MSN Insight: History and Trends in the Public Health Nursing Field
Nursing and public health have always been interconnected. Nurses help with disease outbreaks, they work in underserved communities, they teach children and adults about healthy habits, and they are there whenever a disaster strikes.
Nurses make the world healthier. In the coming years and decades, the world will need even more nurses to help care for an ever-expanding population. In particular, we’ll need nurses who are also public health professionals, capable of understanding issues from both a medical and a public health planning and execution perspective.
Fortunately, a number of nursing schools now offer a Master of Science in Nursing (MSN) program with a public health nursing specialization. These specialized programs are helping turn nurses like you into public health nurses with the advanced knowledge and training needed to be a key part of public health programs on a local, national, or global level.
But before you make a significant difference with a public health career, you need to understand the basic history of public health and where it’s headed from here. Students in the Walden University MSN course Role of the Nurse—Public and Global Health study just that, reading parts of Public Health Nursing: Population-Centered Health Care in the Community, by Marcia Stanhope and Jeanette Lancaster. In chapter 46, Stanhope and Lancaster offer a great look at public health nursing’s history and its goals in the coming years. They write:
A person born today can expect to live 30 years longer than a person born in 1900. Medical care accounts for 5 years of that increase. Public health practice, resulting in changes in social policies, community actions, and individual and group behavior, is responsible for the additional 25 years of that increase.
Historically, public health nurses were valued by and important to society and functioned in an autonomous setting. They worked with populations and in settings that were not of interest to other health care disciplines or groups. Much public health service was delivered to the poor and to women and children, who did not have political power or voice.
During the course of the twentieth century, public health responsibilities expanded beyond communicable disease prevention, occupational health, and environmental health programs to include reproductive health, chronic disease prevention, and injury prevention activities. As a result of Medicaid-managed care, many public health agencies were no longer providing personal health care services. Public health agencies began to shift emphasis from a focus on primary health care services to focus on core public health activities such as investigation and control of diseases and injuries, community health assessment, community health planning, and involvement in environmental health activities.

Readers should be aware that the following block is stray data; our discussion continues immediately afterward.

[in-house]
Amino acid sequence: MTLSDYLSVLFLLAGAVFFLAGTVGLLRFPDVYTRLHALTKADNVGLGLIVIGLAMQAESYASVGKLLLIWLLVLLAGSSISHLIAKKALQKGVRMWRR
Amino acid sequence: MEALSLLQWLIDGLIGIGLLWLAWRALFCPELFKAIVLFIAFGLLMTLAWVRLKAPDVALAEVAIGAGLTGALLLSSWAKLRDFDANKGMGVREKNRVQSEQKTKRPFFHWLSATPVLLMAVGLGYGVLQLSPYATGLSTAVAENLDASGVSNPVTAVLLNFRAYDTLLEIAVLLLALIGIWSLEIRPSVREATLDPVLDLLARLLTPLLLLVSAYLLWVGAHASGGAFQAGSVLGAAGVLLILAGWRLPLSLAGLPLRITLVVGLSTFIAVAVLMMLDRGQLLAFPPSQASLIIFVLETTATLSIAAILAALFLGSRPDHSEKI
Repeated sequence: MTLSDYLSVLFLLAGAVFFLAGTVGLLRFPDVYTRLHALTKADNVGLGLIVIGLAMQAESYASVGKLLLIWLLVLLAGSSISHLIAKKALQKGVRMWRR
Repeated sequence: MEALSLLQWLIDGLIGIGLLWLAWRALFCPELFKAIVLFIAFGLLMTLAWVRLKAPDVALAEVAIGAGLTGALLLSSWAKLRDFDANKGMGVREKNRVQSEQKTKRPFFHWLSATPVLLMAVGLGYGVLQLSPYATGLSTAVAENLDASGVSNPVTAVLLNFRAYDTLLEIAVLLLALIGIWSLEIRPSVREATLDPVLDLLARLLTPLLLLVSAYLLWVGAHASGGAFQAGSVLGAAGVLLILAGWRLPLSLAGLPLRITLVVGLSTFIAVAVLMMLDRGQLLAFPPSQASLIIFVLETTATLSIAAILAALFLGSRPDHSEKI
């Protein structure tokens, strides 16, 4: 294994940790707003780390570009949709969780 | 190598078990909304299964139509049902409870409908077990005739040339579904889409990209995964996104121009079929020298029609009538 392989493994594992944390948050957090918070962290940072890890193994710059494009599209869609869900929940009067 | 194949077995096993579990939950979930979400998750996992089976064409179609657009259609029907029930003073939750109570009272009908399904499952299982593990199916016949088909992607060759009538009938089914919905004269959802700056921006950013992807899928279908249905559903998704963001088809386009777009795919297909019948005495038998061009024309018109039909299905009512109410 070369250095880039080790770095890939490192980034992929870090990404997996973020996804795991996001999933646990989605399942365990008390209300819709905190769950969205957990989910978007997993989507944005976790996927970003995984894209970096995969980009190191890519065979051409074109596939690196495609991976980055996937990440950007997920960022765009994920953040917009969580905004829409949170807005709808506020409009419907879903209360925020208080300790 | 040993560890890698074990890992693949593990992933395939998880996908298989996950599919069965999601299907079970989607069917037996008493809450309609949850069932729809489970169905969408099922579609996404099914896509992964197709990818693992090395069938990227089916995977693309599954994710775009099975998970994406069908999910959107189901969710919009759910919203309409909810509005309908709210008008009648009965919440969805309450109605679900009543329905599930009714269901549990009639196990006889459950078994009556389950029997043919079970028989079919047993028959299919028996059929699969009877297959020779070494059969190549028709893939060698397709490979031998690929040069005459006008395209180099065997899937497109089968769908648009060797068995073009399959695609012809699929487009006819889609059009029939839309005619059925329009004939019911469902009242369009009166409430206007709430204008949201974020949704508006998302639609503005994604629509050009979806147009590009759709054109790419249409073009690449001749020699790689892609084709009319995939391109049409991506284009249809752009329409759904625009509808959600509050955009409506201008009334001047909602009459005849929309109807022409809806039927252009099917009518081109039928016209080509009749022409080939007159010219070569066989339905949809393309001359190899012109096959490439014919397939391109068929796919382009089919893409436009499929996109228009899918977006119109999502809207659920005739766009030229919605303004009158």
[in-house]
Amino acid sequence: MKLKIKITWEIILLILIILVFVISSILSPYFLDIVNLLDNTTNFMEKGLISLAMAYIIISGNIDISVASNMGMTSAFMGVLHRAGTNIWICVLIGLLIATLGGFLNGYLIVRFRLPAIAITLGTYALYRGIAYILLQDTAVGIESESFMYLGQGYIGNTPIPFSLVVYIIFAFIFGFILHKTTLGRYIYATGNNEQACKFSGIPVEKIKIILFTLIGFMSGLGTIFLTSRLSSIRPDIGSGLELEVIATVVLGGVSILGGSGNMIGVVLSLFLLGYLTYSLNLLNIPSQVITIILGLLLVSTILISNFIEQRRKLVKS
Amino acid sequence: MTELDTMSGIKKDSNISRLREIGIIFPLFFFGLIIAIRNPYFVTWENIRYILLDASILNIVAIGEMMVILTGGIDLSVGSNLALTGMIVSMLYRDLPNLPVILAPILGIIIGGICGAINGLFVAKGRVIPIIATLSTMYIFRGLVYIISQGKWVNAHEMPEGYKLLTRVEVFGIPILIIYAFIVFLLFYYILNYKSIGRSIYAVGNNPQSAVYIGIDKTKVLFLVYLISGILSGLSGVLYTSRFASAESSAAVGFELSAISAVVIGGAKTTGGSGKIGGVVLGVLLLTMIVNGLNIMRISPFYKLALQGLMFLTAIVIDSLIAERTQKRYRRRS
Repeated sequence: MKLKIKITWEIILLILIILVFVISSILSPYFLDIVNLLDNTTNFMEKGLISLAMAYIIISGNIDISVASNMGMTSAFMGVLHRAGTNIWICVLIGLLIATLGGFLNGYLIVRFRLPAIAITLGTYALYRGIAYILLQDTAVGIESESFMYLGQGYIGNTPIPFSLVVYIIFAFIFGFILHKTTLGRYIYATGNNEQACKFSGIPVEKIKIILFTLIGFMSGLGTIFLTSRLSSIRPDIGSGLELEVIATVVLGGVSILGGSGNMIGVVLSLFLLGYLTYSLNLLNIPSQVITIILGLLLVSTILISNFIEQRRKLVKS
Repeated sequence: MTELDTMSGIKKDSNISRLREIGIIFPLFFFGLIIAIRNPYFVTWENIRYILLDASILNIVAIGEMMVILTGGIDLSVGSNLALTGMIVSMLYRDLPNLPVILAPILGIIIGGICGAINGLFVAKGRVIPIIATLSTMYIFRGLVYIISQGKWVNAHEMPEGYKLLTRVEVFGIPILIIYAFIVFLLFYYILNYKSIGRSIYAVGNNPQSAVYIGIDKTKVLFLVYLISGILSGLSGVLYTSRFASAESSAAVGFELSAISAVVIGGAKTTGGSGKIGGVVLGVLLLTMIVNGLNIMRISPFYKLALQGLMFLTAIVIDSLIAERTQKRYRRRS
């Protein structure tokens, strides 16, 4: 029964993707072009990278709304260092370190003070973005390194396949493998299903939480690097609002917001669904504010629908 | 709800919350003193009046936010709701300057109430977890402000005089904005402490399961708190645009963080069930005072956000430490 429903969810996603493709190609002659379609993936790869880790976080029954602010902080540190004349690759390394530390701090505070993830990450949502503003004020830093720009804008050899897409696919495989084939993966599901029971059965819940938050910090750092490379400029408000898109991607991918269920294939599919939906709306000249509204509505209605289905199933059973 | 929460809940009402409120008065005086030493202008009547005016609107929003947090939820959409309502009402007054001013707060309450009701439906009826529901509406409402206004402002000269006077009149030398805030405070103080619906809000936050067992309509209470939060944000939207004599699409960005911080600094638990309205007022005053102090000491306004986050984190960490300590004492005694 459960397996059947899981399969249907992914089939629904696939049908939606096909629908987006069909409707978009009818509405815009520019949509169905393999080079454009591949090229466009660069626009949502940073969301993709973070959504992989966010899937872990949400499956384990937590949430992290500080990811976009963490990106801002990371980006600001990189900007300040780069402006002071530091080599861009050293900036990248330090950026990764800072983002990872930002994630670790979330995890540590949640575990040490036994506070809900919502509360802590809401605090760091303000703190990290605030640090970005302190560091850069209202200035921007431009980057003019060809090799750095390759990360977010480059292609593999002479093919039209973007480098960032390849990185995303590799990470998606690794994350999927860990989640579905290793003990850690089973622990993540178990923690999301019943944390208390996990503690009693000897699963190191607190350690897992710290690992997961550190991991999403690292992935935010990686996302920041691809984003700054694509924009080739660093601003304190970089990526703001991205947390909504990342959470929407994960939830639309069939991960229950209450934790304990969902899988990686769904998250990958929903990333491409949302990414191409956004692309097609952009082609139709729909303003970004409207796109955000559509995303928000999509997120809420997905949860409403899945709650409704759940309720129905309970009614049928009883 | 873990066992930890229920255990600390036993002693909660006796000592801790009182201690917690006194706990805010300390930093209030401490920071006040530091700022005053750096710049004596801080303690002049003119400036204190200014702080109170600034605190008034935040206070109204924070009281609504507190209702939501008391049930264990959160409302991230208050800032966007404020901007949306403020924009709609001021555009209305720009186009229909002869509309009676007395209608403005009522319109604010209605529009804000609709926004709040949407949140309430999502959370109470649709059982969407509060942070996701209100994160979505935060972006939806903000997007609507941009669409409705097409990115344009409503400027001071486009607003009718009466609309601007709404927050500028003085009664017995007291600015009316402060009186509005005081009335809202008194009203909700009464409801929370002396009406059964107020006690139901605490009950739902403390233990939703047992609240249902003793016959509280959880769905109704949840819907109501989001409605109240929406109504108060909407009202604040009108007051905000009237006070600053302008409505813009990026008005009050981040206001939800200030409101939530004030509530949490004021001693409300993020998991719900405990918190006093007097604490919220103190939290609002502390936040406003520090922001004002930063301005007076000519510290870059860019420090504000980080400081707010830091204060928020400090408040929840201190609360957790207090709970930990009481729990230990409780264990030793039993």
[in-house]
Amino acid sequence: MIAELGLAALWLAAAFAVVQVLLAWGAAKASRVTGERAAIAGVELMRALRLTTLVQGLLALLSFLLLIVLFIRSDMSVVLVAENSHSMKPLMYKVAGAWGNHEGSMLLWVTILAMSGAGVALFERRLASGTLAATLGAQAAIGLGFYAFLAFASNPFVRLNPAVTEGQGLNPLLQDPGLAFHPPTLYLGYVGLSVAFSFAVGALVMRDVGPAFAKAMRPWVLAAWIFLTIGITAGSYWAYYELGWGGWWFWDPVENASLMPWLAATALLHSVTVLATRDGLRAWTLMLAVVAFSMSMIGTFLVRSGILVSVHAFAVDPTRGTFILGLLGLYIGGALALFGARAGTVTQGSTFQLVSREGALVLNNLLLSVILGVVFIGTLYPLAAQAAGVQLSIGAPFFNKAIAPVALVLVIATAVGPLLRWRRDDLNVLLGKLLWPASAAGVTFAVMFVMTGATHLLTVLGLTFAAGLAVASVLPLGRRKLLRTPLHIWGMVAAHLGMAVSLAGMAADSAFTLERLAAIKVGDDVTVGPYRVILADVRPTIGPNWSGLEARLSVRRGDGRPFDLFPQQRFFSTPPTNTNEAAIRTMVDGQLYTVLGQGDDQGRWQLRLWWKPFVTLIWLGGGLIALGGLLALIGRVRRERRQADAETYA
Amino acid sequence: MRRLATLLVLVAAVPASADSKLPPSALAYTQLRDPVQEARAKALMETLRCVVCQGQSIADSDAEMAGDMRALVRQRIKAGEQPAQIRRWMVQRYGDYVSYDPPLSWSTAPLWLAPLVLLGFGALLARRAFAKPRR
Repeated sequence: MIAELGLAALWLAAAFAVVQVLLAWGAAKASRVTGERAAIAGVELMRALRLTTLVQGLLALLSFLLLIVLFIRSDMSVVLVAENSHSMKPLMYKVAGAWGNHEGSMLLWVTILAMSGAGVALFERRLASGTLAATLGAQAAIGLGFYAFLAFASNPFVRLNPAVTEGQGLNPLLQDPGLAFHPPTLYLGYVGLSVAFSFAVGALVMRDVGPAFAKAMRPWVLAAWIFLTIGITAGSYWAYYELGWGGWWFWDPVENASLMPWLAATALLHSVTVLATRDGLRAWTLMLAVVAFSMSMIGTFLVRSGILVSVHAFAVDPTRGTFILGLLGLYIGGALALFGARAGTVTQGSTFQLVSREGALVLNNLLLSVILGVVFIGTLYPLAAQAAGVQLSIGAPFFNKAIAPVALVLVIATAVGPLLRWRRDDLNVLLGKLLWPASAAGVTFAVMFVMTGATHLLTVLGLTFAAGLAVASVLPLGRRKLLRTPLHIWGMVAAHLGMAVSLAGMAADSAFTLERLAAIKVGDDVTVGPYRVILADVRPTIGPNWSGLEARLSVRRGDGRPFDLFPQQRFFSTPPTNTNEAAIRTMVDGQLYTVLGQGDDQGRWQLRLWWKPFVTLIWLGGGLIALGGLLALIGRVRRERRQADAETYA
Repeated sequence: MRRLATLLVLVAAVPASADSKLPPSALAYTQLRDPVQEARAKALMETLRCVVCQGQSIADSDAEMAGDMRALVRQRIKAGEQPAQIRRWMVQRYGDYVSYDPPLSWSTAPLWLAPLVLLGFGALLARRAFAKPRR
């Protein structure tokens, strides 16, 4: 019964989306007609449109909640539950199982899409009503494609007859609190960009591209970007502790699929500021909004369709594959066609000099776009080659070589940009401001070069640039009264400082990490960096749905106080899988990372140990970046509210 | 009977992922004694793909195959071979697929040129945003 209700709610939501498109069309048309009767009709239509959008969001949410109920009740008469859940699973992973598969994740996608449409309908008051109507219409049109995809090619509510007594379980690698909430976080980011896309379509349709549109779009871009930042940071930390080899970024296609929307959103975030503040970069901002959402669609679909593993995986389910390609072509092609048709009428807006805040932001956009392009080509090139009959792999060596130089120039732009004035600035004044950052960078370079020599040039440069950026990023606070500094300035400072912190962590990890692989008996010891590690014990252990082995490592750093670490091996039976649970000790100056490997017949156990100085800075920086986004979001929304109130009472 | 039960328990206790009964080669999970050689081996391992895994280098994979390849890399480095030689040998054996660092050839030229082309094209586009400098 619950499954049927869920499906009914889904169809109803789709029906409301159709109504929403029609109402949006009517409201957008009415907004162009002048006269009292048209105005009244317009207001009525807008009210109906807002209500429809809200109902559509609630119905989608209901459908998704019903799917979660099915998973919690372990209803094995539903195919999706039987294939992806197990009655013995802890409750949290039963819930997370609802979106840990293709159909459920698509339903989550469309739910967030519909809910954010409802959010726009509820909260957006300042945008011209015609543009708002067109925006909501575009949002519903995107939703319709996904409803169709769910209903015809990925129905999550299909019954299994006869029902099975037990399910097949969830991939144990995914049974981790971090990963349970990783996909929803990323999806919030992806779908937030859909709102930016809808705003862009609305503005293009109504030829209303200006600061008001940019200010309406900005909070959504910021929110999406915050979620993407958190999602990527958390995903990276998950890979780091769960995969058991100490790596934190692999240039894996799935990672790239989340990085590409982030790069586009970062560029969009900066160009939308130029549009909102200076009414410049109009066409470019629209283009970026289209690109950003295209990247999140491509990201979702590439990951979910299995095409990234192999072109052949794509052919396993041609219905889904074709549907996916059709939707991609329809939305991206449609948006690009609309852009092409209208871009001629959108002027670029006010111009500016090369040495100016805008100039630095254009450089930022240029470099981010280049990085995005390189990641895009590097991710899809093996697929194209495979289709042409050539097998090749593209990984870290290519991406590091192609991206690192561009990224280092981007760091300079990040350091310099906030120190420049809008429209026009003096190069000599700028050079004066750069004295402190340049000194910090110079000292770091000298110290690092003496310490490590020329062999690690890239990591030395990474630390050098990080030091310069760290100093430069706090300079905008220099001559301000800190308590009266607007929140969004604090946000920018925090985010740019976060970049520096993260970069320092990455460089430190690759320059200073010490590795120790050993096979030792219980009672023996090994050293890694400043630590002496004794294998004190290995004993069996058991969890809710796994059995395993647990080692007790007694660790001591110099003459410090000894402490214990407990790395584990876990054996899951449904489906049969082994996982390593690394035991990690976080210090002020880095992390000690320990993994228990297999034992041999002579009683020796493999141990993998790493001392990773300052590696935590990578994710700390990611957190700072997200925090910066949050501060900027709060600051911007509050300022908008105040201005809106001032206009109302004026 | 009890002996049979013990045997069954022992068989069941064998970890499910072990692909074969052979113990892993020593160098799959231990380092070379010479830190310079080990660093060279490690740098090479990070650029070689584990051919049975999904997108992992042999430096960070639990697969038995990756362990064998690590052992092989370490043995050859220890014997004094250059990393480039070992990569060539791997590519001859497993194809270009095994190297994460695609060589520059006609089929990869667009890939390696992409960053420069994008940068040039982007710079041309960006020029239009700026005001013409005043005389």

As the twentieth century came to a close, developments in genetic engineering, the emergence of new communicable diseases, prevention of bioterrorism and violence, and the management and disposal of hazardous waste were emerging as additional public health issues. The Institute of Medicine identified the following seven priorities for public health in the twenty-first century:
- Understand and emphasize the broad determinants of health.
- Develop a policy focus on population health.
- Strengthen the public health infrastructure.
- Build partnerships.
- Develop systems of accountability.
- Emphasize evidence-based practice.
- Enhance communications.
How Can You Be a Part of Public Health Nursing’s Future?
One of the best ways to qualify for a public health nursing job and help the profession advance is to earn an MSN degree, particularly one that offers a public health nursing specialization. Through such a master’s in nursing program, you can gain the knowledge and skills you need to assume leadership roles in assessing communities and populations; identifying high-risk groups; and developing culturally sensitive, acceptable, and realistic population-based nursing interventions.
In Walden’s public health MSN program, you’ll study a breadth of topics and resources, of which Public Health Nursing: Population-Centered Health Care in the Community is just one possible resource. It’s an expansive education. But thanks to Walden’s online learning format, getting that education is more convenient that you might think. At Walden, you can complete your studies from home, on a schedule that allows you to continue working full time. Unlike campus-based MSN programs, online MSN programs allow you to take courses from anywhere you have internet access and give you the power to choose when in the day you attend class.
If you already hold a BSN degree, Walden’s Master of Science in Nursing degree program could be a good fit. Walden also offers a track for RNs with a hospital diploma, associate degree in nursing, or bachelor’s degree other than a Bachelor of Science in Nursing. That means you can go from RN to MSN without having to go back to undergraduate school first.
Earning a master’s in nursing online can help you launch a successful public health nursing career. It’s a great way to be part of a vital field.
Walden University is an accredited institution offering a Master of Science in Nursing (MSN) degree program with a Public Health Nursing specialization online. Expand your career options and earn your degree using a convenient, flexible learning platform that fits your busy life.
Walden University is accredited by The Higher Learning Commission, www.hlcommission.org.
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